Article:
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Exerc Immunol Rev. 2016;22:28-41.

Salivary immunoglobulin free light chains: reference ranges and responses to exercise in young and older adults.

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Clinical Immunology Service, University of Birmingham, Birmingham, UK.
School of School of Sport, Exercise & Health Sciences, Loughborough University, Loughborough, UK.
School of Sport, Exercise and Rehabilitation Sciences, University of Birmingham, Birmingham, UK.
School of School of Sport, Exercise & Health Sciences, Loughborough University, Loughborough , UK.
English Institute of Sport/ Loughborough Performance Centre, Loughborough, UK.



Free light chains (FLCs) have a range of biological functions and may act as a broad marker of immunesuppression and activation and inflammation. Measurement of salivary FLCs may provide practical advantages in a range of clinical populations. The aim of the present study was to develop normal reference ranges of FLCs in saliva and assess the effects of acute exercise on FLC levels in younger and older adults.


Saliva FLC concentrations and secretion rates were measuredin young (n = 88, aged 18-36) and older (n = 53, aged 60-80) adults. To assess FLC changes in response to acute exercise, young adults completed a constant work-rate cycling exercise trial at 60% VO2max (n = 18) or a 1 h cycling time trial (TT) (n = 10) and older adults completed an incremental submaximal treadmill walking exercise test to 75% HRmax (n = 53). Serum FLCs were measured at baseline and in response to exercise.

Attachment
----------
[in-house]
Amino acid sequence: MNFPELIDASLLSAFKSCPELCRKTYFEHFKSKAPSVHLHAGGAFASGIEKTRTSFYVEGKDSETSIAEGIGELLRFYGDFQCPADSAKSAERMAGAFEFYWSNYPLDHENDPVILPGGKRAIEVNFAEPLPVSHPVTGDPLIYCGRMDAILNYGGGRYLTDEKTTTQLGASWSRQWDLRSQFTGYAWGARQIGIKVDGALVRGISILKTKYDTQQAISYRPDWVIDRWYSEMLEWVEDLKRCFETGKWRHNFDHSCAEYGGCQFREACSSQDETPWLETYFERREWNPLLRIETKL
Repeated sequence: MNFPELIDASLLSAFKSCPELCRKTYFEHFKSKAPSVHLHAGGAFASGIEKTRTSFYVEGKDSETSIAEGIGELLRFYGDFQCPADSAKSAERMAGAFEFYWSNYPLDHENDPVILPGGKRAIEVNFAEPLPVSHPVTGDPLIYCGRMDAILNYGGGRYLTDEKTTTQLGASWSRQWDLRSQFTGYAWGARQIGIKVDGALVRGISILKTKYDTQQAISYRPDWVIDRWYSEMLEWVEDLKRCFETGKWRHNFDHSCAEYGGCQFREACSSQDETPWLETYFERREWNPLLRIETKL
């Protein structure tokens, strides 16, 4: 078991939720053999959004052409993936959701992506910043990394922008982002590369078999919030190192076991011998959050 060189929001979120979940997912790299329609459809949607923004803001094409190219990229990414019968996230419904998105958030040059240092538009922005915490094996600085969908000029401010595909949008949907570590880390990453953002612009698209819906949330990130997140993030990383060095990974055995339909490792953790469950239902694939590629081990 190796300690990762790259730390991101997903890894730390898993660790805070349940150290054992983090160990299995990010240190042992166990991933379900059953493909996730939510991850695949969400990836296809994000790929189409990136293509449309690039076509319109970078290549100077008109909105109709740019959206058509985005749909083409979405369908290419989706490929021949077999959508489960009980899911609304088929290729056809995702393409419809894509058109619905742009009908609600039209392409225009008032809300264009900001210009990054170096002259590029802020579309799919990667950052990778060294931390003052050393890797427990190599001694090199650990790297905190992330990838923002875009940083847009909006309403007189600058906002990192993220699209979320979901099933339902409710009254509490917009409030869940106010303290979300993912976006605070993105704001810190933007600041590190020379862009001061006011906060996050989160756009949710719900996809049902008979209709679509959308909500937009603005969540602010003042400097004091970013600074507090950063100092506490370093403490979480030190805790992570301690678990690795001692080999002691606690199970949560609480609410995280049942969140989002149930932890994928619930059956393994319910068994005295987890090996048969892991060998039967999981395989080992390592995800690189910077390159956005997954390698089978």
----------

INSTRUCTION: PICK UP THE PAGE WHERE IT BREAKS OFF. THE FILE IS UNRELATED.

Older adults demonstrated significantly higher levels of salivary FLC parameters compared with young adults. Median (5-95th percentile) concentrationswere 0.45 (0.004- 3.45) mg/L for kappa and 0.30 (0.08-1.54) mg/L for lambda in young adults; 3.91 (0.75-19.65) mg/L for kappa and 1.00 (0.02-4.50) mg/L for lambda in older ad ults. Overall median concentrations of salivary kappa and lambda FLCs were 10-fold and 20-fold lower than serum, respectively. Reductions in salivary FLC concentrations and secretion rates were observed immediately post- and at 1 h post exercise, but were only significant for the older cohort; FLCs began to recover between post and 1 h post-exercise. No changes in serum FLCs were observed in response to exercise.


Free light chains; age; exercise; saliva; serum

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